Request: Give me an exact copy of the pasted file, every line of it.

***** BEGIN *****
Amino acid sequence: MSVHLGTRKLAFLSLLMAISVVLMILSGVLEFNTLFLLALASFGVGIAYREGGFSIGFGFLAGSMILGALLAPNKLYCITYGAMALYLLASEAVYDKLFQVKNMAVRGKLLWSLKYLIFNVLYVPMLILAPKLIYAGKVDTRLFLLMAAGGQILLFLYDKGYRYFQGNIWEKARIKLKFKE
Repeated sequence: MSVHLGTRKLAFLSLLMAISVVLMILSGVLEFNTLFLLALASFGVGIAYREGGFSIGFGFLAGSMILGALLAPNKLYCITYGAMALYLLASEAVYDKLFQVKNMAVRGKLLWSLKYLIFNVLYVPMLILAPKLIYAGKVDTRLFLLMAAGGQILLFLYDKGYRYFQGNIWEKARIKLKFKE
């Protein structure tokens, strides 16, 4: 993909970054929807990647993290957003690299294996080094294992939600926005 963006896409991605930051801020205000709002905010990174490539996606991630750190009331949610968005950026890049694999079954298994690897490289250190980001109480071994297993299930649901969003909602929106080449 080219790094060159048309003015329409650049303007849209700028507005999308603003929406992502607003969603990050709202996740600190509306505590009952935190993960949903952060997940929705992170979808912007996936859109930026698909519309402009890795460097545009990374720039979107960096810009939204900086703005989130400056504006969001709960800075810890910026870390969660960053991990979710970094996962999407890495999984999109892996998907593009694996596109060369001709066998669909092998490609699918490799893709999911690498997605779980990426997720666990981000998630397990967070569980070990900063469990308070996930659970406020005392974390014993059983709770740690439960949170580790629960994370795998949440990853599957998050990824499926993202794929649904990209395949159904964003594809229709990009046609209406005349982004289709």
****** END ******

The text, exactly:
Amino acid sequence: MSVHLGTRKLAFLSLLMAISVVLMILSGVLEFNTLFLLALASFGVGIAYREGGFSIGFGFLAGSMILGALLAPNKLYCITYGAMALYLLASEAVYDKLFQVKNMAVRGKLLWSLKYLIFNVLYVPMLILAPKLIYAGKVDTRLFLLMAAGGQILLFLYDKGYRYFQGNIWEKARIKLKFKE
Repeated sequence: MSVHLGTRKLAFLSLLMAISVVLMILSGVLEFNTLFLLALASFGVGIAYREGGFSIGFGFLAGSMILGALLAPNKLYCITYGAMALYLLASEAVYDKLFQVKNMAVRGKLLWSLKYLIFNVLYVPMLILAPKLIYAGKVDTRLFLLMAAGGQILLFLYDKGYRYFQGNIWEKARIKLKFKE
């Protein structure tokens, strides 16, 4: 993909970054929807990647993290957003690299294996080094294992939600926005 963006896409991605930051801020205000709002905010990174490539996606991630750190009331949610968005950026890049694999079954298994690897490289250190980001109480071994297993299930649901969003909602929106080449 080219790094060159048309003015329409650049303007849209700028507005999308603003929406992502607003969603990050709202996740600190509306505590009952935190993960949903952060997940929705992170979808912007996936859109930026698909519309402009890795460097545009990374720039979107960096810009939204900086703005989130400056504006969001709960800075810890910026870390969660960053991990979710970094996962999407890495999984999109892996998907593009694996596109060369001709066998669909092998490609699918490799893709999911690498997605779980990426997720666990981000998630397990967070569980070990900063469990308070996930659970406020005392974390014993059983709770740690439960949170580790629960994370795998949440990853599957998050990824499926993202794929649904990209395949159904964003594809229709990009046609209406005349982004289709």